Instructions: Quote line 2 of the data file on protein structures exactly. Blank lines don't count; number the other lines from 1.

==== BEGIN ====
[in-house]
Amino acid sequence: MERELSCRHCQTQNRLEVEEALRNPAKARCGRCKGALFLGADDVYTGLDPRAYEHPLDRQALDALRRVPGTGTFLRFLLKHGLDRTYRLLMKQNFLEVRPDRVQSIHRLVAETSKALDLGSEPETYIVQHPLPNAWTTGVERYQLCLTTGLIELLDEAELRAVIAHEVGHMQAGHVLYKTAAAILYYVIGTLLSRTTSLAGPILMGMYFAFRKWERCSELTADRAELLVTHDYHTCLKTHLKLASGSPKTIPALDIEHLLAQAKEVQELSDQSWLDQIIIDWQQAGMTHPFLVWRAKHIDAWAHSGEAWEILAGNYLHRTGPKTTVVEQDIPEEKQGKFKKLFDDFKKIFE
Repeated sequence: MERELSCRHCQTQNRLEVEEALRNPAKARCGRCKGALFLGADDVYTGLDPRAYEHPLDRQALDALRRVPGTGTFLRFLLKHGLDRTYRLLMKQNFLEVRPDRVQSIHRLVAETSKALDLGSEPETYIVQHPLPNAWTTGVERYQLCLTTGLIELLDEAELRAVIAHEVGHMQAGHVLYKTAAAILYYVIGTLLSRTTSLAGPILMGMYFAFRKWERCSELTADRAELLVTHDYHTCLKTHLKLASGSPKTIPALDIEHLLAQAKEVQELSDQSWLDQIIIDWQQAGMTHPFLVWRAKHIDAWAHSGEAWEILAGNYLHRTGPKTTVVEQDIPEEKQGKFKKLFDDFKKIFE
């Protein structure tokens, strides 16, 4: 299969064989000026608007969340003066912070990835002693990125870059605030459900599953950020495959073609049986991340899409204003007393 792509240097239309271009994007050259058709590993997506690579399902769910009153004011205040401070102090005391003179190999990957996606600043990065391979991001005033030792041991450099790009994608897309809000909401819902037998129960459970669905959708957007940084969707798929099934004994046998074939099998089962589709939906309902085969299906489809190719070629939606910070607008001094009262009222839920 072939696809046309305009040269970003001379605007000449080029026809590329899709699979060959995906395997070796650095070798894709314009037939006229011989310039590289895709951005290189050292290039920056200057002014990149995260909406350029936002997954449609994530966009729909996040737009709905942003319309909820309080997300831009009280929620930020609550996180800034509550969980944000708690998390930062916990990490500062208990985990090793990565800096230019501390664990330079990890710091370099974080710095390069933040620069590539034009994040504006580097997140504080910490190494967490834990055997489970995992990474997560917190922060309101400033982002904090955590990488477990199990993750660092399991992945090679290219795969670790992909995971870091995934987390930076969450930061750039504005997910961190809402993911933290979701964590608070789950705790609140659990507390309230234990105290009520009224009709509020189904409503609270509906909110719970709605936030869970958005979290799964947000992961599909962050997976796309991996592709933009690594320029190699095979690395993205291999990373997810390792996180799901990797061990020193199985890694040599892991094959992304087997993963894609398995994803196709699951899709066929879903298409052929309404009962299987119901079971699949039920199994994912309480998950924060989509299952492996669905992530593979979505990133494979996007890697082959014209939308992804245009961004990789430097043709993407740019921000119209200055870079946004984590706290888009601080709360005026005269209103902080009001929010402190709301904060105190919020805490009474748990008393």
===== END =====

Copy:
Amino acid sequence: MERELSCRHCQTQNRLEVEEALRNPAKARCGRCKGALFLGADDVYTGLDPRAYEHPLDRQALDALRRVPGTGTFLRFLLKHGLDRTYRLLMKQNFLEVRPDRVQSIHRLVAETSKALDLGSEPETYIVQHPLPNAWTTGVERYQLCLTTGLIELLDEAELRAVIAHEVGHMQAGHVLYKTAAAILYYVIGTLLSRTTSLAGPILMGMYFAFRKWERCSELTADRAELLVTHDYHTCLKTHLKLASGSPKTIPALDIEHLLAQAKEVQELSDQSWLDQIIIDWQQAGMTHPFLVWRAKHIDAWAHSGEAWEILAGNYLHRTGPKTTVVEQDIPEEKQGKFKKLFDDFKKIFE